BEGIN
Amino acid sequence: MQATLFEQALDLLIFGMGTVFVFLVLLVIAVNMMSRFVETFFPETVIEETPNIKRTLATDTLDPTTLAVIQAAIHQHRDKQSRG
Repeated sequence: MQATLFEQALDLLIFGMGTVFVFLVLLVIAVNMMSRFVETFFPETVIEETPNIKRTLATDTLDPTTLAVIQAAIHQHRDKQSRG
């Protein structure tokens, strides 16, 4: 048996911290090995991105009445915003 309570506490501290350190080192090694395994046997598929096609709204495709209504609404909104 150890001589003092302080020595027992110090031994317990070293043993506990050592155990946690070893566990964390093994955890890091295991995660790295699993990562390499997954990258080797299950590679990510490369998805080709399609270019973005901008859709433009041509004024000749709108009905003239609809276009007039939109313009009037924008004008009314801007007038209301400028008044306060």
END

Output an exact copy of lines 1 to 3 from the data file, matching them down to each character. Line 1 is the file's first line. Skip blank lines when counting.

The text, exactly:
Amino acid sequence: MQATLFEQALDLLIFGMGTVFVFLVLLVIAVNMMSRFVETFFPETVIEETPNIKRTLATDTLDPTTLAVIQAAIHQHRDKQSRG
Repeated sequence: MQATLFEQALDLLIFGMGTVFVFLVLLVIAVNMMSRFVETFFPETVIEETPNIKRTLATDTLDPTTLAVIQAAIHQHRDKQSRG
């Protein structure tokens, strides 16, 4: 048996911290090995991105009445915003 309570506490501290350190080192090694395994046997598929096609709204495709209504609404909104 150890001589003092302080020595027992110090031994317990070293043993506990050592155990946690070893566990964390093994955890890091295991995660790295699993990562390499997954990258080797299950590679990510490369998805080709399609270019973005901008859709433009041509004024000749709108009905003239609809276009007039939109313009009037924008004008009314801007007038209301400028008044306060």